Tuesday, October 29, 2013

An Advertising Story: Curing An Expense Cheater

I thought I would try something a little different for this post.  I love telling advertising stories and this is one of my favorite. It is light hearted and may be  typical of a different time in the business. It happened to me many years ago.  

I was a young account executive at an agency called Delehanty, Kurnit & Geller (DKG).  I had an even younger assistant account executive working for me.  This was in the days when account managers were actually encouraged to entertain and get to know their clients.  My assistant turned in his expenses regularly.  However, I noticed that he had put in for a client lunch on the same date and with the same client as I had actually taken out for lunch.  I went back and looked at his expenses which I had signed and realized he was cheating.

I went to my supervisor who, like me, was not sure what to do.  He sent me to Larry Spector who was the CFO (several years later, the agency became Calet, Hirsch and Spector).  Larry was a great financial executive and very smart.

He asked me first if I thought this assistant was doing a good job.  I said yes.  Then he asked me if I liked him.  Again, I said yes.  He asked me how much I thought he was exaggerating his expenses. I guessed it was  about five hundred dollars, possibly less, a month 

He then gave me the hippest, smartest advice I ever heard.  He said, “ Tell him you like him and he is doing a good job.  Then, give him $1,000 and tell him that he can never again cheat on his expenses.”

I thought that was a brilliant solution.  It was a lesson which has stayed with me.

Tuesday, October 22, 2013

An Arrogant Company Shows Its Colors

I recently had a very senior candidate who was flown to an out of town client to interview for a job in the C suite ($300,000+).  I was blown away by the inattention the client showed to this candidate.  And then I realized that it wasn’t rudeness, it was just arrogance (“We’re so good that everyone wants to work here”).

First, I had a devil of a time getting an itinerary for his interviews.  I wanted to be able to brief him on who he would be seeing or at the very least, let him know who would be talking to him so he could check them out in advance..  The HR director told me she wasn’t sure about people he would be seeing or the times. I told her I didn’t care about that, I just wanted to know the names and titles of the people he would likely be seeing.  She didn’t understand my need for that and I had to convince he to send me the names; it turned out that the list was incomplete – she was merely placating me.  It was a sign of things to come.

When the candidate's flight arrived the night before his interview, no one bothered to pick him up (that is actually not uncommon) or offered to buy him dinner or breakfast (that is rare at his level of seniority).  Okay, he is a big boy and didn’t need hand holding.  And certainly when people come to NY or LA that usually doesn't happen, but it does in smaller markets, especially when a company is trying to get someone to relocate there and paid to fly him in.

After he arrived, they texted him and changed his appointment from 10 am to 3pm, which was not a problem, but, again, no one offered to buy him lunch or arranged to get him from his hotel to their office.  He arrived at their offices at the appropriate time and was there for several hours. He was barely introduced to the people he met, no one bothered to give him business cards.  He saw six people in about two hours; so none of the interviews were in depth, including the president (who he would be reporting to).  It was more like a meet and greet.  He was there long enough to miss his flight home so he had to check back into his hotel.  Again, no dinner, but not even a, “We’re sorry, but things are hectic here.  Will you be okay?”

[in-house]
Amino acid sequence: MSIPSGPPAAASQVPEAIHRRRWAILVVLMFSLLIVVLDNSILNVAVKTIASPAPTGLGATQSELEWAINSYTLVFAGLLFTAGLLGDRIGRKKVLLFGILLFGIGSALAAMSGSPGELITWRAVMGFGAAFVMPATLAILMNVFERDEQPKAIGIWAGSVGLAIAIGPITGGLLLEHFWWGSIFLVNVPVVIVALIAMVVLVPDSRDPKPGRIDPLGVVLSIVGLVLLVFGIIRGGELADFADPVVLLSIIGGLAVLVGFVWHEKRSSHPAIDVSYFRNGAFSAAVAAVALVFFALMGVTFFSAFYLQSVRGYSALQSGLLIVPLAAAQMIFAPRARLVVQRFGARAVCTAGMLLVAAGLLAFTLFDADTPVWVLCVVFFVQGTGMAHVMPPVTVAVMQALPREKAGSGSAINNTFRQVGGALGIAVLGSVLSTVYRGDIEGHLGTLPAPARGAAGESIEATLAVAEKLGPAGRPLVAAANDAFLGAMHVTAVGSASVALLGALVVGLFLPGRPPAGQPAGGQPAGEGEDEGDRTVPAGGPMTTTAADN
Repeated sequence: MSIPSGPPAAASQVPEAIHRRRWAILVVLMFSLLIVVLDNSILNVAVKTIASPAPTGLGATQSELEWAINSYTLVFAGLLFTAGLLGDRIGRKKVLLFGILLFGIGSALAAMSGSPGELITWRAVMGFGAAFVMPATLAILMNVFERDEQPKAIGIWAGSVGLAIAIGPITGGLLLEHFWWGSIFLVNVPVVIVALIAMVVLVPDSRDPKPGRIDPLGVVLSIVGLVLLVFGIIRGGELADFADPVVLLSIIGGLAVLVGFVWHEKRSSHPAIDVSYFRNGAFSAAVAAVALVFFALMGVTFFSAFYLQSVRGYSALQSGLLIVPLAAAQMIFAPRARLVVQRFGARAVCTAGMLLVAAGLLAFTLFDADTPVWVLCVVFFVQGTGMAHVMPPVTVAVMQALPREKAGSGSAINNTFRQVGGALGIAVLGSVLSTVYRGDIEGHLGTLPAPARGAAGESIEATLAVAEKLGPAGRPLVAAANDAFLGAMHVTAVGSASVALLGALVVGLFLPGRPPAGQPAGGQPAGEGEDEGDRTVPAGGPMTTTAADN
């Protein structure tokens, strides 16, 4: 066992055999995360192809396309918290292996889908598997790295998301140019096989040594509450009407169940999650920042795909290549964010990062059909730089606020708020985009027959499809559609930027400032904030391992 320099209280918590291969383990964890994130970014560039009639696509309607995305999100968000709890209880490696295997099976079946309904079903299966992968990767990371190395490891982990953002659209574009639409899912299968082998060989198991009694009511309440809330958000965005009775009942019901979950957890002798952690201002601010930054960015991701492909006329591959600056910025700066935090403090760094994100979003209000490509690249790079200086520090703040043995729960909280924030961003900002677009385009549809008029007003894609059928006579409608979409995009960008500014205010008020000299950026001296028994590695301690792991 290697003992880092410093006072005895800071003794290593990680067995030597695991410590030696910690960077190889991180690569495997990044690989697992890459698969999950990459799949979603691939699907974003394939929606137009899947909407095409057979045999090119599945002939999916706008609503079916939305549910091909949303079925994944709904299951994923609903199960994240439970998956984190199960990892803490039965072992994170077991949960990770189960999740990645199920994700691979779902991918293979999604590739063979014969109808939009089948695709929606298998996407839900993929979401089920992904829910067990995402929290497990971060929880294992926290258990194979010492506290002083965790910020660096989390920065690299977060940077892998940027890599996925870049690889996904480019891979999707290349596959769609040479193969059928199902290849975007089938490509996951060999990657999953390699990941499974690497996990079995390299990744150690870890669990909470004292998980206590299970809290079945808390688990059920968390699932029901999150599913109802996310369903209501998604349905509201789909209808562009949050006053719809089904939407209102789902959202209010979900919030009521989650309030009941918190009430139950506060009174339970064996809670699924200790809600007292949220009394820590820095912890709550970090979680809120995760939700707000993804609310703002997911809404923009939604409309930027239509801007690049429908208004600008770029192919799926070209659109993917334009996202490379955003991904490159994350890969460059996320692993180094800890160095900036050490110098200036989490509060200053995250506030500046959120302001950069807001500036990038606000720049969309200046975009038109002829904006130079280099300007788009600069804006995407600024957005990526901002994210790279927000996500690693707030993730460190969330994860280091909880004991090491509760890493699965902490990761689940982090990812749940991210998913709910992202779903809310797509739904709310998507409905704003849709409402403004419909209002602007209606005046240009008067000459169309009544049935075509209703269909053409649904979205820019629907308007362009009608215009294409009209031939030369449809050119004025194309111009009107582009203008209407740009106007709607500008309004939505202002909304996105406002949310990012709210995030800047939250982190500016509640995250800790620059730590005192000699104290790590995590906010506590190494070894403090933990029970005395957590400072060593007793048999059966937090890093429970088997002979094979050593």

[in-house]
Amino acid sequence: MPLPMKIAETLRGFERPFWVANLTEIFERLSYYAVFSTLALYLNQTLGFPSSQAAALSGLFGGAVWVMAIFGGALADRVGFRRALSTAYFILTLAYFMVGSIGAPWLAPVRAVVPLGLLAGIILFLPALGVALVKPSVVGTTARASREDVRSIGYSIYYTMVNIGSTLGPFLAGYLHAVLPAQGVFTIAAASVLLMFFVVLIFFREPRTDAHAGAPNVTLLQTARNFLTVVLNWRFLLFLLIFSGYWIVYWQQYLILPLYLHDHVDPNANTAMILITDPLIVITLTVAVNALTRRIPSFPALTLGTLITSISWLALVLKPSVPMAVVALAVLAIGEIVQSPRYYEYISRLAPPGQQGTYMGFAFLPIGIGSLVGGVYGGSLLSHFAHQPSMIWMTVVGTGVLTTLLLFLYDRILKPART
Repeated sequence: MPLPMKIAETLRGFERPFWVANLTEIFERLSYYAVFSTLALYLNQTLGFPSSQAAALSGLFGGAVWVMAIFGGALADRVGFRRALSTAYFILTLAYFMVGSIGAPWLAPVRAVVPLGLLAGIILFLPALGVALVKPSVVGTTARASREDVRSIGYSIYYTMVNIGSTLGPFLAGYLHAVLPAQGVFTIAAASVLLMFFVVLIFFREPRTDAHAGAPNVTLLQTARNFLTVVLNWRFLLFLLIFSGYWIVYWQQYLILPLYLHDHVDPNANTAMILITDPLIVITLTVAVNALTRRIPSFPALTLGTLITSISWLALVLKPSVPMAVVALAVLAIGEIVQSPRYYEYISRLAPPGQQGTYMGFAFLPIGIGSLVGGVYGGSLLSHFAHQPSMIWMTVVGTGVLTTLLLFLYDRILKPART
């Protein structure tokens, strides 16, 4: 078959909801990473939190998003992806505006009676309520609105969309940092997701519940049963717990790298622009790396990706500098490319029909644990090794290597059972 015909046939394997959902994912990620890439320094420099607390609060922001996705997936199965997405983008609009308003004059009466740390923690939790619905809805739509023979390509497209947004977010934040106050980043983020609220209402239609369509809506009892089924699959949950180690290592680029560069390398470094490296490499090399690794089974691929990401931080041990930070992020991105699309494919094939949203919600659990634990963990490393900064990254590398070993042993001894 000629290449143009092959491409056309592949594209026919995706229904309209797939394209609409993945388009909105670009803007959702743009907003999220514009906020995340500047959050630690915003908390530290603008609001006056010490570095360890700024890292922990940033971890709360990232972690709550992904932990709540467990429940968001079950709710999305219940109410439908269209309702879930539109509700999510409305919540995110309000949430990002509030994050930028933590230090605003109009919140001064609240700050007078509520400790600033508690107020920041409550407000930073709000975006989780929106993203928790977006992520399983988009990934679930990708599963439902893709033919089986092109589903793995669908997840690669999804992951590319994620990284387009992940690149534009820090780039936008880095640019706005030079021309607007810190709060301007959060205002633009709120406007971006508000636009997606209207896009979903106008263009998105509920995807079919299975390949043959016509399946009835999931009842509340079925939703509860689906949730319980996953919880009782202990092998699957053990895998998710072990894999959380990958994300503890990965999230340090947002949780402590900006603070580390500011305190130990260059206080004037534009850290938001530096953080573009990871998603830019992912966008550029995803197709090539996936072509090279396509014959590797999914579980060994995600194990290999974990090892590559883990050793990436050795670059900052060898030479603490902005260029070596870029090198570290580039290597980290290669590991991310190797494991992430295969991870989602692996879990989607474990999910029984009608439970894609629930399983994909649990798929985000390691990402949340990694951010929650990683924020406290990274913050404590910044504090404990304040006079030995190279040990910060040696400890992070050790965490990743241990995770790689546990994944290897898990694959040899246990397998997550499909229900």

I thought it was uncaring.  It certainly showed no warmth.  He was left with an overall impression of arrogance. 

I have written that companies should send candidates thank you notes and companies should, at the very least, send a follow up note giving the people they meet information as to their status.  It took this company three or four days and they sent him a perfunctory and impersonal email thanking him for his time and telling him how to submit his expenses for reimbursement.  It was a form letter and, except that they used his first name in the salutation, it might have read, “Dear Candidate”.

I understand that everyone is busy.  But surely one employee could be designated to handle out of town visitors and make sure that things ran smoothly.  This is a well known agency in a small market.  If someone in advertising wants to live and work there, they are the target agency and they know it. But that doesn’t preclude being nice to visitors. The gesture of picking someone up and feeding them isn’t at all necessary, but it is a nice thing to do. An offer to drive them around town to show them the various neighborhoods might have been in order. At the very least, a candidate should leave there thinking positively about the agency’s culture and its people.

Being nice to prospective employees isn’t limited to out of town companies.  Every company should go out of its way to give visitors a positive vibe.  It makes people want to work there.

Suffice to say, that if this candidate is offered the job, it will likely be turned down.

Tuesday, October 15, 2013

Résumés Only Tell Part Of The Story

I recently did a search for a president on a retainer. I initially submitted four carefully thought out candidates along with a long written introduction on each.  The CEO turned the search over to a subordinate who asked to see three of the candidates.  The person she eliminated was actually my favorite and the best of the four, but he had the weakest resume.  No explanation was given nor could I convince the screener to allow this person an interview. I had to call the CEO and beg him to see my candidate. You know the rest, this candidate was hired.

Just a couple of weeks ago, Richard Branson, maverick founder of Virgin Airways and other wonderful companies, posted an article on LinkedIn in which he claimed that when hiring, he focuses in on personality rather than the résumé.  I couldn't agree more.